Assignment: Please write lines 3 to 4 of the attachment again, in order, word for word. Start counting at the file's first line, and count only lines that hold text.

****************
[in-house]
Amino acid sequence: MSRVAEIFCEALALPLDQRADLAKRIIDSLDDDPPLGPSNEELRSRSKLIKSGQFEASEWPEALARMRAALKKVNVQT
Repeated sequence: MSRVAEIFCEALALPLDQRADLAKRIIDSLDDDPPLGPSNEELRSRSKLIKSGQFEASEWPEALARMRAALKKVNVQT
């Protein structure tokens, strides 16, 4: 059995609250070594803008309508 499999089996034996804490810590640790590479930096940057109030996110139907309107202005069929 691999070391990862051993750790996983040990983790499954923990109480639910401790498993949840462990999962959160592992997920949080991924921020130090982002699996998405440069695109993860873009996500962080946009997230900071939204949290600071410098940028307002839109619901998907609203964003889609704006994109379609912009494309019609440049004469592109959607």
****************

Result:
Repeated sequence: MSRVAEIFCEALALPLDQRADLAKRIIDSLDDDPPLGPSNEELRSRSKLIKSGQFEASEWPEALARMRAALKKVNVQT
């Protein structure tokens, strides 16, 4: 059995609250070594803008309508 499999089996034996804490810590640790590479930096940057109030996110139907309107202005069929 691999070391990862051993750790996983040990983790499954923990109480639910401790498993949840462990999962959160592992997920949080991924921020130090982002699996998405440069695109993860873009996500962080946009997230900071939204949290600071410098940028307002839109619901998907609203964003889609704006994109379609912009494309019609440049004469592109959607």